[Note: This opinion was revised by the court in v. 322 of Massachusetts Reports. The text below is that of the revised opinion.]
A deed, although unacknowledged and unrecorded and delivered subject to an agreement by the grantee not to record it until a mortgage on the premises had been discharged, was effective to pass title to the grantee upon delivery, and precluded the grantor from obtaining against the grantee equitable relief on the alleged ground that the deed was a cloud on the grantor's title.
BILL IN EQUITY, filed in the Superior Court on July 8, 1946.
The suit was heard by Cabot, J.
M. L. Rubin, (N. Ostroff with him,) for the plaintiff.
D. W. Jacobs, for the defendant.
LUMMUS, J. The plaintiff brings this bill to remove from premises in Boston an alleged cloud upon her title consisting of an unacknowledged and unrecorded deed of said premises purporting to be signed by her on April 7, 1944, and to convey them to the defendant.
The case comes here upon findings of fact made by a judge, without a report of the evidence. The judge found that the deed was not a forgery, and was delivered to the grantee. But he found that the delivery was subject to the agreement of the grantee not to record the deed until a certain mortgage on the premises should be discharged, and that said mortgage has not been discharged. From a final decree dismissing the bill, the plaintiff appealed.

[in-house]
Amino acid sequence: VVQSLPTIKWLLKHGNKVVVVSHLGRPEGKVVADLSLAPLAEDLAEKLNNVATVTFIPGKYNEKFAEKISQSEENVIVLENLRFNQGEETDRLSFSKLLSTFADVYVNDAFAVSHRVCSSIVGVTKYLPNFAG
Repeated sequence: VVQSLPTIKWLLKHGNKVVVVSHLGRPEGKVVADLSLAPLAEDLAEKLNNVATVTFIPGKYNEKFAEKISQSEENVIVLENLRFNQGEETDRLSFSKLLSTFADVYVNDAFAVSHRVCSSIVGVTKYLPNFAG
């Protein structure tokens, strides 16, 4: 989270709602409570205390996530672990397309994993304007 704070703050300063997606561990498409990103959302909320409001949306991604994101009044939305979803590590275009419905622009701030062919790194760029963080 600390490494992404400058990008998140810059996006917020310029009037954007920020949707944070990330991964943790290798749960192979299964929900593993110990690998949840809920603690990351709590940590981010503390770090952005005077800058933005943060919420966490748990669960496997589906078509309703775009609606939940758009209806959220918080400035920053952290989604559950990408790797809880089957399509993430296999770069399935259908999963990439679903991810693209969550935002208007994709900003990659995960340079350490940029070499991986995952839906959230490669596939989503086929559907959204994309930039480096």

Neither acknowledgment nor recording is necessary to the validity of a deed as between the parties to it. G. L.
(Ter. Ed.) c. 183, Section 1. Dole v. Thurlow, 12 Met. 157 , 162. Call v. Buttrick, 4 Cush. 345 . McOuatt v. McOuatt, 320 Mass. 410 , 413, 414. Notwithstanding the agreement of the grantee not to record the deed until the mortgage should be discharged, it took effect upon the delivery. The agreement, if a condition at all, was not a condition precedent, and did not operate to prevent the passing of the title. Fairbanks v. Metcalf, 8 Mass. 230 , 238. Ward v. Lewis, 4 Pick. 518 , 520. Bromley v. Mitchell, 155 Mass. 509 , 511, 512. Howland v. Plymouth, 319 Mass. 321 , 324. Flagg v. Mann, 2 Sumn. 486, Fed. Cas. No. 4847.
Since the delivery of the deed took the title out of the plaintiff, she cannot have relief.
Final decision affirmed with costs.